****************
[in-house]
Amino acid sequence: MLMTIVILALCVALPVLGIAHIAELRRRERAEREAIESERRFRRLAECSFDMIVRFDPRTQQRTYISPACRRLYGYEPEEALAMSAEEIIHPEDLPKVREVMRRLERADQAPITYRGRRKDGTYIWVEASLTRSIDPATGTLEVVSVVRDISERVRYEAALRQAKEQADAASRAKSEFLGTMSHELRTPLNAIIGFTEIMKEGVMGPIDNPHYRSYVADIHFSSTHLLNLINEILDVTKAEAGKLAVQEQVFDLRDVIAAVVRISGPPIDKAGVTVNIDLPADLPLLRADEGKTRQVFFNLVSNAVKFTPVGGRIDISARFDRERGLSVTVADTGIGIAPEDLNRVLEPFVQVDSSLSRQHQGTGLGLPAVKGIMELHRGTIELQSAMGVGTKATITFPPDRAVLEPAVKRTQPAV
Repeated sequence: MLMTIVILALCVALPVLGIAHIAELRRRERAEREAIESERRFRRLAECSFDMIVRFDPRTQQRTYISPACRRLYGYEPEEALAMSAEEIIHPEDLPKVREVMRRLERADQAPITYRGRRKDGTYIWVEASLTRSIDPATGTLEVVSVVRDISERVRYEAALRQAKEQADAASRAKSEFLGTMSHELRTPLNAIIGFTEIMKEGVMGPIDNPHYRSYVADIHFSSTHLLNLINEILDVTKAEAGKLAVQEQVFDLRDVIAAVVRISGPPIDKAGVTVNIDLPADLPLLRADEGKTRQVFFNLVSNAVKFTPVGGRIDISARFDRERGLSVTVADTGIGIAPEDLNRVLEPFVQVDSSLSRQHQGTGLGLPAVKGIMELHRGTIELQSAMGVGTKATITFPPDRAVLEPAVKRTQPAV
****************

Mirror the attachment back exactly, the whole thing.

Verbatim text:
[in-house]
Amino acid sequence: MLMTIVILALCVALPVLGIAHIAELRRRERAEREAIESERRFRRLAECSFDMIVRFDPRTQQRTYISPACRRLYGYEPEEALAMSAEEIIHPEDLPKVREVMRRLERADQAPITYRGRRKDGTYIWVEASLTRSIDPATGTLEVVSVVRDISERVRYEAALRQAKEQADAASRAKSEFLGTMSHELRTPLNAIIGFTEIMKEGVMGPIDNPHYRSYVADIHFSSTHLLNLINEILDVTKAEAGKLAVQEQVFDLRDVIAAVVRISGPPIDKAGVTVNIDLPADLPLLRADEGKTRQVFFNLVSNAVKFTPVGGRIDISARFDRERGLSVTVADTGIGIAPEDLNRVLEPFVQVDSSLSRQHQGTGLGLPAVKGIMELHRGTIELQSAMGVGTKATITFPPDRAVLEPAVKRTQPAV
Repeated sequence: MLMTIVILALCVALPVLGIAHIAELRRRERAEREAIESERRFRRLAECSFDMIVRFDPRTQQRTYISPACRRLYGYEPEEALAMSAEEIIHPEDLPKVREVMRRLERADQAPITYRGRRKDGTYIWVEASLTRSIDPATGTLEVVSVVRDISERVRYEAALRQAKEQADAASRAKSEFLGTMSHELRTPLNAIIGFTEIMKEGVMGPIDNPHYRSYVADIHFSSTHLLNLINEILDVTKAEAGKLAVQEQVFDLRDVIAAVVRISGPPIDKAGVTVNIDLPADLPLLRADEGKTRQVFFNLVSNAVKFTPVGGRIDISARFDRERGLSVTVADTGIGIAPEDLNRVLEPFVQVDSSLSRQHQGTGLGLPAVKGIMELHRGTIELQSAMGVGTKATITFPPDRAVLEPAVKRTQPAV